Die letzten 5 Focus-News des innovations-reports im Überblick:

Im Focus: Fizzy soda water could be key to clean manufacture of flat wonder material: Graphene

Whether you call it effervescent, fizzy, or sparkling, carbonated water is making a comeback as a beverage. Aside from quenching thirst, researchers at the University of Illinois at Urbana-Champaign have discovered a new use for these "bubbly" concoctions that will have major impact on the manufacturer of the world's thinnest, flattest, and one most useful materials -- graphene.

As graphene's popularity grows as an advanced "wonder" material, the speed and quality at which it can be manufactured will be paramount. With that in mind,...

Im Focus: Exotic quantum states made from light: Physicists create optical “wells” for a super-photon

Physicists at the University of Bonn have managed to create optical hollows and more complex patterns into which the light of a Bose-Einstein condensate flows. The creation of such highly low-loss structures for light is a prerequisite for complex light circuits, such as for quantum information processing for a new generation of computers. The researchers are now presenting their results in the journal Nature Photonics.

Light particles (photons) occur as tiny, indivisible portions. Many thousands of these light portions can be merged to form a single super-photon if they are...

Im Focus: Circular RNA linked to brain function

For the first time, scientists have shown that circular RNA is linked to brain function. When a RNA molecule called Cdr1as was deleted from the genome of mice, the animals had problems filtering out unnecessary information – like patients suffering from neuropsychiatric disorders.

While hundreds of circular RNAs (circRNAs) are abundant in mammalian brains, one big question has remained unanswered: What are they actually good for? In the...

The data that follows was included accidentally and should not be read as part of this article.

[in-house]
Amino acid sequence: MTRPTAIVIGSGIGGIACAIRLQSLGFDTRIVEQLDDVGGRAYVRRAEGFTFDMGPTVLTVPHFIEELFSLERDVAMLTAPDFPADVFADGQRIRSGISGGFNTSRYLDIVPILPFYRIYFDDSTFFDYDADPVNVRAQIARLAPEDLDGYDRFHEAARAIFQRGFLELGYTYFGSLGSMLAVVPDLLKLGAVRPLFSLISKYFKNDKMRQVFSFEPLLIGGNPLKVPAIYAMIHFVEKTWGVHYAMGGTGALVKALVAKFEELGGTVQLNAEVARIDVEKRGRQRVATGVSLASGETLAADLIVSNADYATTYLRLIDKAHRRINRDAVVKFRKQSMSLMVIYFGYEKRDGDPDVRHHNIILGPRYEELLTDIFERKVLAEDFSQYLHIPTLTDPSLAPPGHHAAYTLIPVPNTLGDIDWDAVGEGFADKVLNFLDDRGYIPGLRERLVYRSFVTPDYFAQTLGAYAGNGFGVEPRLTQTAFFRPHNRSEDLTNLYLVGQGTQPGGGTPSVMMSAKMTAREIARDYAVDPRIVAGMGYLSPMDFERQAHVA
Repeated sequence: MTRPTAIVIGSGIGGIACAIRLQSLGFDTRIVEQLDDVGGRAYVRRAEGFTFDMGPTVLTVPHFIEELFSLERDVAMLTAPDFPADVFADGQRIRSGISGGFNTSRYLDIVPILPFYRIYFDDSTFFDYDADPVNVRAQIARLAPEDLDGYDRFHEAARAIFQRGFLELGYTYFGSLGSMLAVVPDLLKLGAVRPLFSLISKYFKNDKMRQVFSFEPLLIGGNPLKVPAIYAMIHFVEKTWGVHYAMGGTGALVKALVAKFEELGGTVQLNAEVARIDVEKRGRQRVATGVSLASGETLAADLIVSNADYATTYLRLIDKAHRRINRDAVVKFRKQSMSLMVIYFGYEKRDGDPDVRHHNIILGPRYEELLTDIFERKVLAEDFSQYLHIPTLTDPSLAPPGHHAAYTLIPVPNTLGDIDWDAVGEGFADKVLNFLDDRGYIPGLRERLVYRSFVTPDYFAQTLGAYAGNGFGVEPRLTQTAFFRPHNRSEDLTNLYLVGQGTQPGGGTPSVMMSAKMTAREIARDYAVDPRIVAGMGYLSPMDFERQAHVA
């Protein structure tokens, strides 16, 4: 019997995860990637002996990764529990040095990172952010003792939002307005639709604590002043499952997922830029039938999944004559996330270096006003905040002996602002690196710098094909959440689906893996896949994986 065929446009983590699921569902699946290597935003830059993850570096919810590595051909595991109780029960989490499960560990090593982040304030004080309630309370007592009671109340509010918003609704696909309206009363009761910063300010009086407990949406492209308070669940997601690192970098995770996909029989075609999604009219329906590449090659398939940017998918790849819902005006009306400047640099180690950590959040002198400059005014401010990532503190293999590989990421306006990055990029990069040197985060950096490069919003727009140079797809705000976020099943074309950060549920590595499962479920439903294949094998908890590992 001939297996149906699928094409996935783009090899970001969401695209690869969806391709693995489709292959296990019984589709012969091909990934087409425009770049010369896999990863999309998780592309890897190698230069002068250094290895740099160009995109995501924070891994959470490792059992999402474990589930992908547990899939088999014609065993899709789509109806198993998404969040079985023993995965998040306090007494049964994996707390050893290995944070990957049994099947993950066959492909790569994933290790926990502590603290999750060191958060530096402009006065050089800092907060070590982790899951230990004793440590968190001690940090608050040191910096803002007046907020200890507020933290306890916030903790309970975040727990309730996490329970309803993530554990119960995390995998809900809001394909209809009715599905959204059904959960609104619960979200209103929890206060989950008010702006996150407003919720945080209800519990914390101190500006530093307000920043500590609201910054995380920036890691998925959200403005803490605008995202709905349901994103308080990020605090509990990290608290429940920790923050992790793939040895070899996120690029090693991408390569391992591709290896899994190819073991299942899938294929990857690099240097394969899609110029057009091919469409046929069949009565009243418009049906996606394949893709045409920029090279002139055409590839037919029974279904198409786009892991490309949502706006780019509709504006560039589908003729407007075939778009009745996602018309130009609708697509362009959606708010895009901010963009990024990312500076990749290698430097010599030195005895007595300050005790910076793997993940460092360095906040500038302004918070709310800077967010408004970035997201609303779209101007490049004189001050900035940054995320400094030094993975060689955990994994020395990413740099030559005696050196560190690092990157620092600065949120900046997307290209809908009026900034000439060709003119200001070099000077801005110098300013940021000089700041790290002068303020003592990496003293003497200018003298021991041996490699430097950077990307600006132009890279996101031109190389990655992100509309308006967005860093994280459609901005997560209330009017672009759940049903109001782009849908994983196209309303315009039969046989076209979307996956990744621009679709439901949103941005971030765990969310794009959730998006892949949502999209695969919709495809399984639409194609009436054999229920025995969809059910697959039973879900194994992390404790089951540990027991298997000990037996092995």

Im Focus: RAVAN CubeSat measures Earth's outgoing energy

An experimental small satellite has successfully collected and delivered data on a key measurement for predicting changes in Earth's climate.

The Radiometer Assessment using Vertically Aligned Nanotubes (RAVAN) CubeSat was launched into low-Earth orbit on Nov. 11, 2016, in order to test new...

Im Focus: Scientists shine new light on the “other high temperature superconductor”

A study led by scientists of the Max Planck Institute for the Structure and Dynamics of Matter (MPSD) at the Center for Free-Electron Laser Science in Hamburg presents evidence of the coexistence of superconductivity and “charge-density-waves” in compounds of the poorly-studied family of bismuthates. This observation opens up new perspectives for a deeper understanding of the phenomenon of high-temperature superconductivity, a topic which is at the core of condensed matter research since more than 30 years. The paper by Nicoletti et al has been published in the PNAS.

Since the beginning of the 20th century, superconductivity had been observed in some metals at temperatures only a few degrees above the absolute zero (minus...

All Focus news of the innovation-report >>>

Anzeige

Anzeige

Event News

Call for Papers – ICNFT 2018, 5th International Conference on New Forming Technology

16.08.2017 | Event News

Sustainability is the business model of tomorrow

04.08.2017 | Event News

Clash of Realities 2017: Registration now open. International Conference at TH Köln

26.07.2017 | Event News

 
Latest News

Gold shines through properties of nano biosensors

17.08.2017 | Physics and Astronomy

Greenland ice flow likely to speed up: New data assert glaciers move over sediment, which gets more slippery as it gets wetter

17.08.2017 | Earth Sciences

Mars 2020 mission to use smart methods to seek signs of past life

17.08.2017 | Physics and Astronomy

VideoLinks
B2B-VideoLinks
More VideoLinks >>>